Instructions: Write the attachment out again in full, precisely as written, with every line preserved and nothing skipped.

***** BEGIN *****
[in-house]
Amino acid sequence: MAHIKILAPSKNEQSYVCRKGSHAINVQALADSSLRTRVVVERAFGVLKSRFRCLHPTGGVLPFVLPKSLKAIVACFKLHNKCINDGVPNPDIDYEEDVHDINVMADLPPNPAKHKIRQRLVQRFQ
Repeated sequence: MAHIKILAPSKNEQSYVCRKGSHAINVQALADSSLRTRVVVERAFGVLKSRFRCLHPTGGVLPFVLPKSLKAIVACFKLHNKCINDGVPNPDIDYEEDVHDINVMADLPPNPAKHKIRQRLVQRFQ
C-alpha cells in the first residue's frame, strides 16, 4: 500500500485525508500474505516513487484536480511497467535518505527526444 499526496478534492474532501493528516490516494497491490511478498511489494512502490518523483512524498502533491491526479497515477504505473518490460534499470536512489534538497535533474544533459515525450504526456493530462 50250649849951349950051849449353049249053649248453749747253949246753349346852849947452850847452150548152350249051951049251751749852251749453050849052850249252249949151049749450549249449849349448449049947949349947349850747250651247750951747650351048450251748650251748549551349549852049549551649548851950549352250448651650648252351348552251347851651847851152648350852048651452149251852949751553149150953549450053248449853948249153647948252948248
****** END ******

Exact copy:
[in-house]
Amino acid sequence: MAHIKILAPSKNEQSYVCRKGSHAINVQALADSSLRTRVVVERAFGVLKSRFRCLHPTGGVLPFVLPKSLKAIVACFKLHNKCINDGVPNPDIDYEEDVHDINVMADLPPNPAKHKIRQRLVQRFQ
Repeated sequence: MAHIKILAPSKNEQSYVCRKGSHAINVQALADSSLRTRVVVERAFGVLKSRFRCLHPTGGVLPFVLPKSLKAIVACFKLHNKCINDGVPNPDIDYEEDVHDINVMADLPPNPAKHKIRQRLVQRFQ
C-alpha cells in the first residue's frame, strides 16, 4: 500500500485525508500474505516513487484536480511497467535518505527526444 499526496478534492474532501493528516490516494497491490511478498511489494512502490518523483512524498502533491491526479497515477504505473518490460534499470536512489534538497535533474544533459515525450504526456493530462 50250649849951349950051849449353049249053649248453749747253949246753349346852849947452850847452150548152350249051951049251751749852251749453050849052850249252249949151049749450549249449849349448449049947949349947349850747250651247750951747650351048450251748650251748549551349549852049549551649548851950549352250448651650648252351348552251347851651847851152648350852048651452149251852949751553149150953549450053248449853948249153647948252948248